Collective Redundancy: Established law on ‘establishment’ overturned

Stephen Levinson considers the fallout from the EAT’s decision in the Woolworths litigation ‘The EAT held that the words “at one establishment” in s188(i) could and should be ignored and held that each worker previously excluded should receive a protective award.’ As has been widely publicised, the law on collective redundancies has been reshaped in …
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TUPE: Ensuring ‘a fair balance’

The ECJ has finally put an end to uncertainty about whether transferred employees can benefit from ongoing changes to historic collective agreements, write Emma Burrows and Anna Scott ‘The decisions in Whent and Werhof created a conflict which has led to uncertainty over how far the provisions of collective agreements transfer and bind a transferee.’ …
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Jackson Reforms: If at first you don’t succeed

Peter Frost examines the impact on employment lawyers of the latest attempt to make civil litigation cheaper The Jackson reforms make a number of radical changes to the way cases are to be conducted in the High Court and any practitioner who is not au fait with these changes runs a real risk that they …
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Contract Terms: When does an employee have a ‘right to work’?

Dominic Holmes explores issues facing employers who wish to require employees to stay away from work ‘The right to work is not unqualified or irrefutable. If the employee’s conduct is serious enough to exhibit a lack of readiness and willingness to do the work, the employer can require them to stay away from work.’ Most …
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Redundancy: EAT’s decision was par for the course

A recent case brought by a dismissed golf club secretary has reaffirmed how difficult it is to argue that a tribunal’s ruling was perverse, explains Declan Bradley ‘ Fish reinforces the point that employers should be able to push through their business plans with the confidence that problem employees cannot hide behind their indiscretions to …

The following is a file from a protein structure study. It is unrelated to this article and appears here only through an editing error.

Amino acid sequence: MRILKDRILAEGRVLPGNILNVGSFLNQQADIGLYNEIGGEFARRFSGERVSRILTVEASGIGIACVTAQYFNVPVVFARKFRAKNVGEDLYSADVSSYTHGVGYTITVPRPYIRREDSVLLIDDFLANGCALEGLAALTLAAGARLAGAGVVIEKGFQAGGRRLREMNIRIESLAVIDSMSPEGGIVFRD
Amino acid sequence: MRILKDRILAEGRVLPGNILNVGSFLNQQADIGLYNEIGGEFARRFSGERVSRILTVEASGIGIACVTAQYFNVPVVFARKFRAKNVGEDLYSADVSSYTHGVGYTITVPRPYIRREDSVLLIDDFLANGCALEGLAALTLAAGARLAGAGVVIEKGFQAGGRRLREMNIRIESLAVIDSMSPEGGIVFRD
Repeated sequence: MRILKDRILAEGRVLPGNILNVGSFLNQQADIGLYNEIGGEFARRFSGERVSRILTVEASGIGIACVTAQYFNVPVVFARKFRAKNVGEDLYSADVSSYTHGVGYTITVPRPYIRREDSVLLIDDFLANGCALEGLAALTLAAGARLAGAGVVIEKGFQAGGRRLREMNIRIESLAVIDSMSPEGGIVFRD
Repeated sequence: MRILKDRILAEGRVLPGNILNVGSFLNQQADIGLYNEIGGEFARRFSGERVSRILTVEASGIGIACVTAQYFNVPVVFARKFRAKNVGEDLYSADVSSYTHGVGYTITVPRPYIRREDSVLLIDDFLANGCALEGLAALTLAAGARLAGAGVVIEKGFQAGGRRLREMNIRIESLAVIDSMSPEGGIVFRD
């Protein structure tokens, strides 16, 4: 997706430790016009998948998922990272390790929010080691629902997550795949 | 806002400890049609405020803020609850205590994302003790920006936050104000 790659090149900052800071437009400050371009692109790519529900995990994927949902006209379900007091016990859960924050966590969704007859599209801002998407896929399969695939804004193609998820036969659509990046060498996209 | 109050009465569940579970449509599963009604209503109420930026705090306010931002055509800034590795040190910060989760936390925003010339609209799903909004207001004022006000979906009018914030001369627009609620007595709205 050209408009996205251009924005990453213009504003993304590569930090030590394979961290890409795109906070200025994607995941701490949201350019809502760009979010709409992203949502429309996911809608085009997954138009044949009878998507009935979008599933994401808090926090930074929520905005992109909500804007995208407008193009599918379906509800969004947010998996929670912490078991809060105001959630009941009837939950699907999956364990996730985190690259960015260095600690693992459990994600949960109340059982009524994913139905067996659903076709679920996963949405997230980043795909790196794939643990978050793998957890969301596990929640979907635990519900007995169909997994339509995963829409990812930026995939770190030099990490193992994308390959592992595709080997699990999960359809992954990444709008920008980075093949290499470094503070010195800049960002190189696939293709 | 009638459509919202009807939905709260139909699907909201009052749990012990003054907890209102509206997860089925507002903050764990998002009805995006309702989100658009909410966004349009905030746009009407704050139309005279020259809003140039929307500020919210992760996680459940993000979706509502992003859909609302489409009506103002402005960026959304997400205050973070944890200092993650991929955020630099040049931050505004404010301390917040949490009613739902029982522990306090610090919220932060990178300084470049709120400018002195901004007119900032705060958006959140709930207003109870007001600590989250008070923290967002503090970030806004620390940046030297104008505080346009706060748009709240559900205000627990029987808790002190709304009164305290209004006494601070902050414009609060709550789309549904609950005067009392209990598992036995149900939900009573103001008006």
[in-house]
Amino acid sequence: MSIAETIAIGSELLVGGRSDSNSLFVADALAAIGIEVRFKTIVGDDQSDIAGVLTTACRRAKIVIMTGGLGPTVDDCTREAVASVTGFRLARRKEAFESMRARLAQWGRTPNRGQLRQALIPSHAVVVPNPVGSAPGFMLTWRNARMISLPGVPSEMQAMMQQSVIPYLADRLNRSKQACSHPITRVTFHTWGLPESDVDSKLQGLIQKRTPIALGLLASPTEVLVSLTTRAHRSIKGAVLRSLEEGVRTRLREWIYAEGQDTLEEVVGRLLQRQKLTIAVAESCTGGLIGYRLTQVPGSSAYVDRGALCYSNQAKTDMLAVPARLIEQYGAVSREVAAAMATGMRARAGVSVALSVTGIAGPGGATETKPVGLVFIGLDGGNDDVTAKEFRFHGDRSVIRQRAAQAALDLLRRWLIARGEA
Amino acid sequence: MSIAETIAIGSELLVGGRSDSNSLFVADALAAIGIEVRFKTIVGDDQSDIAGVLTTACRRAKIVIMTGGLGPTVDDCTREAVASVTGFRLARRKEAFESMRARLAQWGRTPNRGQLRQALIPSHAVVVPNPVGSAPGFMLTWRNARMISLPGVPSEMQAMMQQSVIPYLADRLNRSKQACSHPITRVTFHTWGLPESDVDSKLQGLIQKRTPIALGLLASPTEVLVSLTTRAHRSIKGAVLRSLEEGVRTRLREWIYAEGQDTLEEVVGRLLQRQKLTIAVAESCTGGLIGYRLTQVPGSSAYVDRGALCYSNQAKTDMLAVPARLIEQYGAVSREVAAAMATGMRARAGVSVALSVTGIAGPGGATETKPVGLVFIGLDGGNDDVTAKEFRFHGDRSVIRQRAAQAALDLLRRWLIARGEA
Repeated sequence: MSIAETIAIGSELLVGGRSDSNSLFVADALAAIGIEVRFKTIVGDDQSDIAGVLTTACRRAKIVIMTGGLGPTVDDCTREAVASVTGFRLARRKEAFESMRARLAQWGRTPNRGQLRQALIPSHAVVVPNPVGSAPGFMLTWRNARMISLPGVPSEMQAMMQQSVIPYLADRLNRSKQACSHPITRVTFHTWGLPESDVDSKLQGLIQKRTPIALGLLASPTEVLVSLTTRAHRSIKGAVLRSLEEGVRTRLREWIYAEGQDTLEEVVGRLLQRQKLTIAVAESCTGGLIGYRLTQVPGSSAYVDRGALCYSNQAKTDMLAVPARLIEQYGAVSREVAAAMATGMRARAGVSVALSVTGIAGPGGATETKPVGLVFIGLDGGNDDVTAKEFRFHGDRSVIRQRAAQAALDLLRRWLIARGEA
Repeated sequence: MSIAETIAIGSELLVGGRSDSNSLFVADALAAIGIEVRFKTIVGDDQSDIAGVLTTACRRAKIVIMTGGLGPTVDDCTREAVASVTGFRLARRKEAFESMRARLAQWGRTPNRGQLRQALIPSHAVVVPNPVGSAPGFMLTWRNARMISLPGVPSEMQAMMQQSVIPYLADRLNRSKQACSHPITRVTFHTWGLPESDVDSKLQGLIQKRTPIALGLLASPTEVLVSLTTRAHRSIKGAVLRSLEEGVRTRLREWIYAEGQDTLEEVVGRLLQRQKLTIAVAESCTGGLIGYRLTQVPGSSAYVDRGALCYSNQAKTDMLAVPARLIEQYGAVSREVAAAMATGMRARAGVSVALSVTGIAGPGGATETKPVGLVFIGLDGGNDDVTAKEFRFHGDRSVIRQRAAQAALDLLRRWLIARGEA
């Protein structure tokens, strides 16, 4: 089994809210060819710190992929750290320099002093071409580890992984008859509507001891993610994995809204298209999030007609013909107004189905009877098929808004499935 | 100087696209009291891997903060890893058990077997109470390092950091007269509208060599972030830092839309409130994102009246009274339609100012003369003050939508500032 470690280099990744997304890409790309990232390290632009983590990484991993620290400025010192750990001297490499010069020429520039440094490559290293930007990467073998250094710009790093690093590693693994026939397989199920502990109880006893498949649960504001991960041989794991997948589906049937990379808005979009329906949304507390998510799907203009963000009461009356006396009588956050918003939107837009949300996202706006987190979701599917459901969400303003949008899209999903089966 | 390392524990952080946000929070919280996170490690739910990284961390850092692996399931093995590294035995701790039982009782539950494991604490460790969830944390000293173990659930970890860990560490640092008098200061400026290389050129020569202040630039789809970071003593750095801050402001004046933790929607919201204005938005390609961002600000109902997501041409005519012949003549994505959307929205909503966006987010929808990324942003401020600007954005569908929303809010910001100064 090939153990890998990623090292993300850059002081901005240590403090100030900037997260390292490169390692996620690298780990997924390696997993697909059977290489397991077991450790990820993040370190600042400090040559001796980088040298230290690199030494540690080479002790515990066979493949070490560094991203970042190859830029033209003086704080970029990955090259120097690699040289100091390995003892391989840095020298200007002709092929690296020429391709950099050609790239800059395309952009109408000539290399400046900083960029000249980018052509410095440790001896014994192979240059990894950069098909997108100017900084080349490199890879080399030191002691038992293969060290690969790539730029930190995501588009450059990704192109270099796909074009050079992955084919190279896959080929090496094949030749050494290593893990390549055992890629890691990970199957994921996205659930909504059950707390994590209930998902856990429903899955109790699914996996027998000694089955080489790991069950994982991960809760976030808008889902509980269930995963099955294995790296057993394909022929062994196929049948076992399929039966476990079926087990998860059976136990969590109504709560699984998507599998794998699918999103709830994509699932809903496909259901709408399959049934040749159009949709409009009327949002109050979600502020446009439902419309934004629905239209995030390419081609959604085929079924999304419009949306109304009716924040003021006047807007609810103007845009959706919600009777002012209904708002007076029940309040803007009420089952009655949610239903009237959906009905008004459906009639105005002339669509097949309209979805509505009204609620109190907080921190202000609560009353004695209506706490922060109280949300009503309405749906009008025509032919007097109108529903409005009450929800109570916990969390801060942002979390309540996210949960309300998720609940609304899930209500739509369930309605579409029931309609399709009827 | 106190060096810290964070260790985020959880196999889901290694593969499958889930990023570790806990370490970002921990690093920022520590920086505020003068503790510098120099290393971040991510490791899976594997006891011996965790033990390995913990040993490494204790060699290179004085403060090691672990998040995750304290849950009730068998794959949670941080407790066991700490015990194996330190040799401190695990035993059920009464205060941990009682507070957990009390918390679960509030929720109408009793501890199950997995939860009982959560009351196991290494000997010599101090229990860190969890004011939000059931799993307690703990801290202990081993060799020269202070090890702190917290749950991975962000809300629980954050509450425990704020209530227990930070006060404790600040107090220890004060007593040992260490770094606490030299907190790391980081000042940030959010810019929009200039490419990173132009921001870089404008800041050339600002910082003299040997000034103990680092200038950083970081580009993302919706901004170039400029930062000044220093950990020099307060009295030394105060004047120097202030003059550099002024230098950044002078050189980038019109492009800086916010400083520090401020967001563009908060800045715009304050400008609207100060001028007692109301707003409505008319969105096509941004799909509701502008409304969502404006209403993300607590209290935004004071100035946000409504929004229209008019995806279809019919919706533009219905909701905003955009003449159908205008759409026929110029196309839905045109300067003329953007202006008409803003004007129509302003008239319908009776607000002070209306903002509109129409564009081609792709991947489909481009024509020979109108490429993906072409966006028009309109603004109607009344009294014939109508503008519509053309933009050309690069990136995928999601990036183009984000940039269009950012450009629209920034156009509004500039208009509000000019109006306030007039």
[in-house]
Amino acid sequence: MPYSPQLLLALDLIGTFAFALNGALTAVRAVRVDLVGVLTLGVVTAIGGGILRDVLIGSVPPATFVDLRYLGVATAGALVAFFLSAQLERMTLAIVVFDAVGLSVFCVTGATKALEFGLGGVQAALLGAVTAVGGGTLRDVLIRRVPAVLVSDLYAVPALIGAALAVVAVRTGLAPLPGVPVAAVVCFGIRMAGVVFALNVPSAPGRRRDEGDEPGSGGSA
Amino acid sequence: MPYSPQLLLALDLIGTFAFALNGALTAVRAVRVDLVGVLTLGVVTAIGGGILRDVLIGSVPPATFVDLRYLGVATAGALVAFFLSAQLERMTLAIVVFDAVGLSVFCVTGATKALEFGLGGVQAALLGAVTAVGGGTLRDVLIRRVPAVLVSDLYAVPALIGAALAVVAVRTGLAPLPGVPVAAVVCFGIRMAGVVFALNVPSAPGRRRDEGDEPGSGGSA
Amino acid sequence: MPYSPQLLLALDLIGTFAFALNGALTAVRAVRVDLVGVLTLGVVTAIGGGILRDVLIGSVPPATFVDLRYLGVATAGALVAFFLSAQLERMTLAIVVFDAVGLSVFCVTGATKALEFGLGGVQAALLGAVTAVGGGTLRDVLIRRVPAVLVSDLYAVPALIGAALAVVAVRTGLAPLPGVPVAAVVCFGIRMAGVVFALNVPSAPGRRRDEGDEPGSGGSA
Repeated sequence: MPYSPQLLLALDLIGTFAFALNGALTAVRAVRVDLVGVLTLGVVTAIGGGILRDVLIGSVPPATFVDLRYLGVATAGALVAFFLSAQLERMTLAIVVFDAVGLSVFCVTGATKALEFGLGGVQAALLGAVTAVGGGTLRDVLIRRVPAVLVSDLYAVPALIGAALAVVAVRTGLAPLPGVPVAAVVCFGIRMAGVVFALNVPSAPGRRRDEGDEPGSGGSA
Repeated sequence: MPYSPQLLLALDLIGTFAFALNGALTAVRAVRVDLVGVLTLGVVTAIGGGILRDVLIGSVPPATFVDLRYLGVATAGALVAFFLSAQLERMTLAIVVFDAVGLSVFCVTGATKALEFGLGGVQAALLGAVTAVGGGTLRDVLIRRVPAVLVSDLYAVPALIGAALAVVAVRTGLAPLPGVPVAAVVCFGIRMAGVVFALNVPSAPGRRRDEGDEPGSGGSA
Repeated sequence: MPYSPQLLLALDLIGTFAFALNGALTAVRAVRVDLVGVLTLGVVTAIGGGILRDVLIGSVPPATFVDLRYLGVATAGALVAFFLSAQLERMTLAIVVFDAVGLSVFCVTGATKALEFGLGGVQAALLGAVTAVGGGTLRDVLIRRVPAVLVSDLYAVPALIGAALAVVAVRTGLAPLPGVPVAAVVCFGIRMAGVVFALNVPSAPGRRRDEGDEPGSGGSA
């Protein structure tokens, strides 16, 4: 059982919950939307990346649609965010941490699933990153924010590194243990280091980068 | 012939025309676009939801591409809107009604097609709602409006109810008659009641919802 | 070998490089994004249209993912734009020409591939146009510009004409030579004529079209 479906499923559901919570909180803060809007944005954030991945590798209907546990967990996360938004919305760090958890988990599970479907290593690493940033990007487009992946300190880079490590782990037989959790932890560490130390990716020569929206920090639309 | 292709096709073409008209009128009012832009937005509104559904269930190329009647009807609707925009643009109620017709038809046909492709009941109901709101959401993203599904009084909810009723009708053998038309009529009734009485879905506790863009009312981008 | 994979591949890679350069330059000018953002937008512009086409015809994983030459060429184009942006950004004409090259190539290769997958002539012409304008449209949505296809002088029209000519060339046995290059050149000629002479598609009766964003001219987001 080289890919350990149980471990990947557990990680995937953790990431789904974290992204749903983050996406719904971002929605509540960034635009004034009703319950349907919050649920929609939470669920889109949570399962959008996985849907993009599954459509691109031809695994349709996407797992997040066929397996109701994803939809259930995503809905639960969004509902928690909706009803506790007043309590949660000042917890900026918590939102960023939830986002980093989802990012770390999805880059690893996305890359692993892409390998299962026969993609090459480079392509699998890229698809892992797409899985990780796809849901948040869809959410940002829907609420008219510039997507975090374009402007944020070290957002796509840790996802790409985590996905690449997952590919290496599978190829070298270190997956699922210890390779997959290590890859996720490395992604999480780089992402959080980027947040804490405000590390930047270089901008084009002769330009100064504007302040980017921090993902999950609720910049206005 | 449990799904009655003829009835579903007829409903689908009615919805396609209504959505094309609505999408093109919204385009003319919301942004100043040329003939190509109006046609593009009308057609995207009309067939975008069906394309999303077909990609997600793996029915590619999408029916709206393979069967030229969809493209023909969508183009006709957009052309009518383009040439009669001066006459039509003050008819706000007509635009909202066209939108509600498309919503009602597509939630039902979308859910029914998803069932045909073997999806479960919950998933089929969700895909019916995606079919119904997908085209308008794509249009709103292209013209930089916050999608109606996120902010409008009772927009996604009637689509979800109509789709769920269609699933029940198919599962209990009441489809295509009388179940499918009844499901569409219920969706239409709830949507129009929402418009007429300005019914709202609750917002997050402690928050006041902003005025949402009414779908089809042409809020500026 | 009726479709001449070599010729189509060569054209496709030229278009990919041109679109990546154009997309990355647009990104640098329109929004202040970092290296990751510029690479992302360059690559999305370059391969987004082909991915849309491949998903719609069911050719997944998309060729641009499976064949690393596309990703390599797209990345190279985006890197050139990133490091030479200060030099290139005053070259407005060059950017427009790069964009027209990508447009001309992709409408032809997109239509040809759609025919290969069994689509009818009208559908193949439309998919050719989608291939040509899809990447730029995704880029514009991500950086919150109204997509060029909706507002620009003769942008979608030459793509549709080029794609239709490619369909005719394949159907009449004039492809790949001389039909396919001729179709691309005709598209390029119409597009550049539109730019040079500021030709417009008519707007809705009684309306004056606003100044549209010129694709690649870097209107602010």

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Equality Act: Are apprenticeships discriminatory on the grounds of age?

Rebecca McGuirk discusses whether government funding schemes designed to encourage young people into work are unfair to people in other age brackets ‘If the government was challenged over its apprenticeship funding, then presumably it would argue that there was a social policy, namely encouraging young people into work, to justify any alleged age discrimination, and …
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Workplace Bullying: Understanding the grey areas

Anthony Sakrouge contemplates the sometimes fine line between workplace bullying and robust performance management ‘Millions of working days are lost every year to work-related depression and countless hours of management time spent dealing with bullying allegations, not to mention the legal costs and reputational risk.’ In a recent survey carried out by the Unison trade …
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Public Interest Disclosure: Reforms take effect but spotlight stays on whistleblowing

Following a string of high-profile scandals, interest in whistleblowing looks set to remain high, suggests Fudia Smartt ‘The common belief among workers that there are more risks than benefits in blowing the whistle has led to discussion about whether the UK needs to reward whistleblowers financially.’On 2 July 1999, the Public Interest Disclosure Act 1998 …
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